The following is a transcript of the video above, from our webinar on “Remaking the Economy: Information, the Media, and Economic Justice.” View the full webinar here.
Candice Fortman: We have this boredom, sometimes, as people who work in this industry: “Well, you know, I told this story, I’m moving on to my next story, because it’s about me, right? It’s about what my interests are, the things I think will help me become a popular, successful journalist. The things that’ll help me win awards.”
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It can’t be about you. You have to remove yourself from the conversation and center your community. And that means that if you write five stories about bus transportation every week for the next five years until somebody fixes the bus system, oh well! Here we still are, writing the same story until something changes. And I think that that is not how we have thought; we’ve stopped thinking about news in that way, that you continue to tell a story until it catches.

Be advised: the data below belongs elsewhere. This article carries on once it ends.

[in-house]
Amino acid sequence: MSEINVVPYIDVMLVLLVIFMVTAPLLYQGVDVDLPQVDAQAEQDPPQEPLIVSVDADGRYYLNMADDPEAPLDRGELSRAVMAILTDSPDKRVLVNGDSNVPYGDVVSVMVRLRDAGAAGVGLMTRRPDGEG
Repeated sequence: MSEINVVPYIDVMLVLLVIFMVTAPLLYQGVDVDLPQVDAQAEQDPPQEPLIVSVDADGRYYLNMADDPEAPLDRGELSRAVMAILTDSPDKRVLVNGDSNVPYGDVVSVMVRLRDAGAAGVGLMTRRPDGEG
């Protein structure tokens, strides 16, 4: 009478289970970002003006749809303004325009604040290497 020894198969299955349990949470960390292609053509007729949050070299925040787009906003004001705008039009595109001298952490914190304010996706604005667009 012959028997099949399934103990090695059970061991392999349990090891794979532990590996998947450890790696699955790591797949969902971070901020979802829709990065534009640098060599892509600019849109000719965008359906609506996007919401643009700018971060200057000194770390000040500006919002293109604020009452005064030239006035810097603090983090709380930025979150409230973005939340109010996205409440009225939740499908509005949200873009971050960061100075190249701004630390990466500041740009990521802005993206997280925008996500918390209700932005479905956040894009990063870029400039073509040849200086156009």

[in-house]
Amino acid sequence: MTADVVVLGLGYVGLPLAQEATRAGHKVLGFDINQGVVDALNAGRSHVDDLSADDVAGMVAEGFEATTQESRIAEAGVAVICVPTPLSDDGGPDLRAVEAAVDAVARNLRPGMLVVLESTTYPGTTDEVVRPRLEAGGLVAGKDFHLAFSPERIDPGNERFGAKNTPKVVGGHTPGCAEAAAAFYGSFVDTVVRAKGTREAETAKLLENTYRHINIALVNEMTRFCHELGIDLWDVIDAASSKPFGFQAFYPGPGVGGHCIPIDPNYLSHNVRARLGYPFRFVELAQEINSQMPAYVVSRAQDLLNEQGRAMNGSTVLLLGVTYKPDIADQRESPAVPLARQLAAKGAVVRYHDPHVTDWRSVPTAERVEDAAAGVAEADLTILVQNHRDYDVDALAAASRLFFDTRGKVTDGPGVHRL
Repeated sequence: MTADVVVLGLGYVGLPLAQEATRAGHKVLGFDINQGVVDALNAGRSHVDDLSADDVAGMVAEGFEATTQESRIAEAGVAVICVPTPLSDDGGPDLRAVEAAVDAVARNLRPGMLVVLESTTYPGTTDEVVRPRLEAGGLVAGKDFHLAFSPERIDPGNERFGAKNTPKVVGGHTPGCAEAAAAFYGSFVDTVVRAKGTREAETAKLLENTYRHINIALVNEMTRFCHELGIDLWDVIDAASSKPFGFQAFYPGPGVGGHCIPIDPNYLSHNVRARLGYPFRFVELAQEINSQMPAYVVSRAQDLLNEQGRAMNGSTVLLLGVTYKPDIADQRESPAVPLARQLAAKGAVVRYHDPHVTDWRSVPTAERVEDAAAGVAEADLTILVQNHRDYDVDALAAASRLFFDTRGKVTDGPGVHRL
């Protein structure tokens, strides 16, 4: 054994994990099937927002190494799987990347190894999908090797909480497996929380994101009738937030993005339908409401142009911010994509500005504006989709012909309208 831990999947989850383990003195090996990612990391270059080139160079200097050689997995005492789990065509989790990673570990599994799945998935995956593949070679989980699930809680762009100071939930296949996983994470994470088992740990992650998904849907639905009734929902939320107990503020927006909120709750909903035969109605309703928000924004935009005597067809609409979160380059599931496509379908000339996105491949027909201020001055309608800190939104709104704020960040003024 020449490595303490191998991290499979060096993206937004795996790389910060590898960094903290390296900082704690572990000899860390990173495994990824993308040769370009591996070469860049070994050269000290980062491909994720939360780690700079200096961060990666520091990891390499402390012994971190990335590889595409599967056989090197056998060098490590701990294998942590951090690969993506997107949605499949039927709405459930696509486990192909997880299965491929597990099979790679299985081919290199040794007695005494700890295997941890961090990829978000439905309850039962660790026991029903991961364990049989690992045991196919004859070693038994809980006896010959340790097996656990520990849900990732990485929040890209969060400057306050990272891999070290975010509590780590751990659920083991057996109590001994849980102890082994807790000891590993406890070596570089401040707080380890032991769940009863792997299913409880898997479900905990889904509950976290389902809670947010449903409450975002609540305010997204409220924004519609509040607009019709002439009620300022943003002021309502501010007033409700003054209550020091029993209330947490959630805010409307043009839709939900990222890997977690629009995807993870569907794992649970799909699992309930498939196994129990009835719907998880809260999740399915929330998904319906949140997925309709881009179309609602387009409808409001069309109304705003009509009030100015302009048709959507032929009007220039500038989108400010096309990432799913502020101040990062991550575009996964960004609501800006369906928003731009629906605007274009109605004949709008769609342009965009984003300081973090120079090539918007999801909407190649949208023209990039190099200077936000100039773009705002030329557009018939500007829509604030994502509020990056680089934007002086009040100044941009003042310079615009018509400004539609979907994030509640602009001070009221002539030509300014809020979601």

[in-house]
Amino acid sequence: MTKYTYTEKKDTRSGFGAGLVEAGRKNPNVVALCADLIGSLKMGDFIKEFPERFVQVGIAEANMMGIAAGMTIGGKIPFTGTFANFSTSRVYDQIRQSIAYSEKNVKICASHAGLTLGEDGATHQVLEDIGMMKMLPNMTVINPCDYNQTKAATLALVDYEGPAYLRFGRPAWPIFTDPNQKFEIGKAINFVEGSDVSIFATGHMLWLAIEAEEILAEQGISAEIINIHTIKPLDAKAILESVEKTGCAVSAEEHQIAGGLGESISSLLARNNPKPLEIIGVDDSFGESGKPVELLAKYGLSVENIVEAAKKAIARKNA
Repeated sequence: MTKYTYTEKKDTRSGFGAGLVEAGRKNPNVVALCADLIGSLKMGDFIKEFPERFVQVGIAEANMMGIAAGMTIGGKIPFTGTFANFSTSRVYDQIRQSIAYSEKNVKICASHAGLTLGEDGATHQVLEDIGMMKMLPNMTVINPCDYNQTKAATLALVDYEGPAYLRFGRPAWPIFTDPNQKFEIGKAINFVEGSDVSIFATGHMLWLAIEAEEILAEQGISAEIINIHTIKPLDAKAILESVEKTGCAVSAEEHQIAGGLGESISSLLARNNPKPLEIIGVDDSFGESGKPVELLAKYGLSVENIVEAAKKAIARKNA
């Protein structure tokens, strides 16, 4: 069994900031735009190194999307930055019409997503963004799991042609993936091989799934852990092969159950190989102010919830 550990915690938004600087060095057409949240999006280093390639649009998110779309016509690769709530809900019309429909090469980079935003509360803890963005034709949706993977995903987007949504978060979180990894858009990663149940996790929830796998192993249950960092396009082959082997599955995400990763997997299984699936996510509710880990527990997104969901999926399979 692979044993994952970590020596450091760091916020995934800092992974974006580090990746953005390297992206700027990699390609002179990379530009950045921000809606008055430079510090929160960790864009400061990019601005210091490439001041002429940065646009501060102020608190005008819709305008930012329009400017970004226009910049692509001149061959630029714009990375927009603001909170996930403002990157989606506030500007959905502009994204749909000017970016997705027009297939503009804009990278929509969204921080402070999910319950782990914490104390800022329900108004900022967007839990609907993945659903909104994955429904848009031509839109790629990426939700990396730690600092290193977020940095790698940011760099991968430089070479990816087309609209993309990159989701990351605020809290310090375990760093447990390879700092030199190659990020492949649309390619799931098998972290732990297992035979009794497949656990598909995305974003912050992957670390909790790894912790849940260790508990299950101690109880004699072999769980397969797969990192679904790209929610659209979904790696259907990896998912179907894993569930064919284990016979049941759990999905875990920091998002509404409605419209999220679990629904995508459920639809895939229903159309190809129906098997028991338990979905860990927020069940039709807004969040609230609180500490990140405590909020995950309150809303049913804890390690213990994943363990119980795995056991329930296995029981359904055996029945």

I think that’s why I love the fact that I didn’t come out of J-school (journalism). I came from a marketing and public relations background, and so that means that I was taught that your audience does not hear a message until maybe the tenth or twentieth time that you’ve said that message. They are actually not listening to you the first time. So that means that if you take that sort of idea of marketing and PR, and you put it into the production of journalism, that means you should be telling and writing that same story over and over again, until something actually changes.